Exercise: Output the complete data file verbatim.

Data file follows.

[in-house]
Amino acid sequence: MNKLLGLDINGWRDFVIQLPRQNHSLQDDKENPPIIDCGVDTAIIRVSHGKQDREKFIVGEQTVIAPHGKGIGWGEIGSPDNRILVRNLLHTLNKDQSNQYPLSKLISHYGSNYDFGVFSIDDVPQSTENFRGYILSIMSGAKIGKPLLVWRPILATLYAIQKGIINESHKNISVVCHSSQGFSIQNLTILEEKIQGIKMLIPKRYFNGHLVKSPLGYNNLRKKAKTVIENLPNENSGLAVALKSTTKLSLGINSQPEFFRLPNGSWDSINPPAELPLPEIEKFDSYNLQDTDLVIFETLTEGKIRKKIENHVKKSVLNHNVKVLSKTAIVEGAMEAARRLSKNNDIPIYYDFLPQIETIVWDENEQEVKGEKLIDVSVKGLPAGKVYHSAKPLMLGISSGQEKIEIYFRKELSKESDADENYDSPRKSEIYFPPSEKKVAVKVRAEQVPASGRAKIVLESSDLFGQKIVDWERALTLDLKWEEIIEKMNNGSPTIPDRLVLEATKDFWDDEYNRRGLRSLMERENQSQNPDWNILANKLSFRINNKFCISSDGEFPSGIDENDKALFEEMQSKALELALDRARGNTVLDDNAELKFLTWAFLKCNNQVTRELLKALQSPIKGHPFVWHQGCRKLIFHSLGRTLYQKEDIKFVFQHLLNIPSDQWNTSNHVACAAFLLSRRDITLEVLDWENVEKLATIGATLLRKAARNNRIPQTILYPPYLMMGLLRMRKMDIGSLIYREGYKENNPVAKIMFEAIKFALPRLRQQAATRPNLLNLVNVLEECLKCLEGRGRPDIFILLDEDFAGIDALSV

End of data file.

[in-house]
Amino acid sequence: MNKLLGLDINGWRDFVIQLPRQNHSLQDDKENPPIIDCGVDTAIIRVSHGKQDREKFIVGEQTVIAPHGKGIGWGEIGSPDNRILVRNLLHTLNKDQSNQYPLSKLISHYGSNYDFGVFSIDDVPQSTENFRGYILSIMSGAKIGKPLLVWRPILATLYAIQKGIINESHKNISVVCHSSQGFSIQNLTILEEKIQGIKMLIPKRYFNGHLVKSPLGYNNLRKKAKTVIENLPNENSGLAVALKSTTKLSLGINSQPEFFRLPNGSWDSINPPAELPLPEIEKFDSYNLQDTDLVIFETLTEGKIRKKIENHVKKSVLNHNVKVLSKTAIVEGAMEAARRLSKNNDIPIYYDFLPQIETIVWDENEQEVKGEKLIDVSVKGLPAGKVYHSAKPLMLGISSGQEKIEIYFRKELSKESDADENYDSPRKSEIYFPPSEKKVAVKVRAEQVPASGRAKIVLESSDLFGQKIVDWERALTLDLKWEEIIEKMNNGSPTIPDRLVLEATKDFWDDEYNRRGLRSLMERENQSQNPDWNILANKLSFRINNKFCISSDGEFPSGIDENDKALFEEMQSKALELALDRARGNTVLDDNAELKFLTWAFLKCNNQVTRELLKALQSPIKGHPFVWHQGCRKLIFHSLGRTLYQKEDIKFVFQHLLNIPSDQWNTSNHVACAAFLLSRRDITLEVLDWENVEKLATIGATLLRKAARNNRIPQTILYPPYLMMGLLRMRKMDIGSLIYREGYKENNPVAKIMFEAIKFALPRLRQQAATRPNLLNLVNVLEECLKCLEGRGRPDIFILLDEDFAGIDALSV